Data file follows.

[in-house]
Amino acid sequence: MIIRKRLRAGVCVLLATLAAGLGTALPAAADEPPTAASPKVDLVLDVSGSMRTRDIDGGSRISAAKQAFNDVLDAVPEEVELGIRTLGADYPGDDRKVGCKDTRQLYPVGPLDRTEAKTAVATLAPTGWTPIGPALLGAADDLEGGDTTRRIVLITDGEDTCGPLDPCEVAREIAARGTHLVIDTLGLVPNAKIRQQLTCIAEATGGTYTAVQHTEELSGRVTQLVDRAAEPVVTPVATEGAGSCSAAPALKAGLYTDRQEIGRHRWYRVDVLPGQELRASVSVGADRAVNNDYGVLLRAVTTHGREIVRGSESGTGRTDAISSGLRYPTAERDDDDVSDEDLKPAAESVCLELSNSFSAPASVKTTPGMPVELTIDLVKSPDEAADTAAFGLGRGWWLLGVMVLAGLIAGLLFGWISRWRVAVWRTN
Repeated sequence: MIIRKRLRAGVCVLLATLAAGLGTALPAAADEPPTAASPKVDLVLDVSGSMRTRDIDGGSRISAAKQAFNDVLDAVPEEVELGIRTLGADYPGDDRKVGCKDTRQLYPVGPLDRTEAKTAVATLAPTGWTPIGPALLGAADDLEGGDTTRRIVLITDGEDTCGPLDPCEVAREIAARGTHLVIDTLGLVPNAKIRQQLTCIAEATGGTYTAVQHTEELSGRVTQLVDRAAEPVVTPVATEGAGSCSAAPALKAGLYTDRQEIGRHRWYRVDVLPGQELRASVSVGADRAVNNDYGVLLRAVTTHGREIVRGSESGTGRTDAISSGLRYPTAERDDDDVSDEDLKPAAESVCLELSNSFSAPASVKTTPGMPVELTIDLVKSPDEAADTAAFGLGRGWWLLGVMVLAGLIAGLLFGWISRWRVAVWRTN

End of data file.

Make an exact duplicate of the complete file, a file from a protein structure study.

[in-house]
Amino acid sequence: MIIRKRLRAGVCVLLATLAAGLGTALPAAADEPPTAASPKVDLVLDVSGSMRTRDIDGGSRISAAKQAFNDVLDAVPEEVELGIRTLGADYPGDDRKVGCKDTRQLYPVGPLDRTEAKTAVATLAPTGWTPIGPALLGAADDLEGGDTTRRIVLITDGEDTCGPLDPCEVAREIAARGTHLVIDTLGLVPNAKIRQQLTCIAEATGGTYTAVQHTEELSGRVTQLVDRAAEPVVTPVATEGAGSCSAAPALKAGLYTDRQEIGRHRWYRVDVLPGQELRASVSVGADRAVNNDYGVLLRAVTTHGREIVRGSESGTGRTDAISSGLRYPTAERDDDDVSDEDLKPAAESVCLELSNSFSAPASVKTTPGMPVELTIDLVKSPDEAADTAAFGLGRGWWLLGVMVLAGLIAGLLFGWISRWRVAVWRTN
Repeated sequence: MIIRKRLRAGVCVLLATLAAGLGTALPAAADEPPTAASPKVDLVLDVSGSMRTRDIDGGSRISAAKQAFNDVLDAVPEEVELGIRTLGADYPGDDRKVGCKDTRQLYPVGPLDRTEAKTAVATLAPTGWTPIGPALLGAADDLEGGDTTRRIVLITDGEDTCGPLDPCEVAREIAARGTHLVIDTLGLVPNAKIRQQLTCIAEATGGTYTAVQHTEELSGRVTQLVDRAAEPVVTPVATEGAGSCSAAPALKAGLYTDRQEIGRHRWYRVDVLPGQELRASVSVGADRAVNNDYGVLLRAVTTHGREIVRGSESGTGRTDAISSGLRYPTAERDDDDVSDEDLKPAAESVCLELSNSFSAPASVKTTPGMPVELTIDLVKSPDEAADTAAFGLGRGWWLLGVMVLAGLIAGLLFGWISRWRVAVWRTN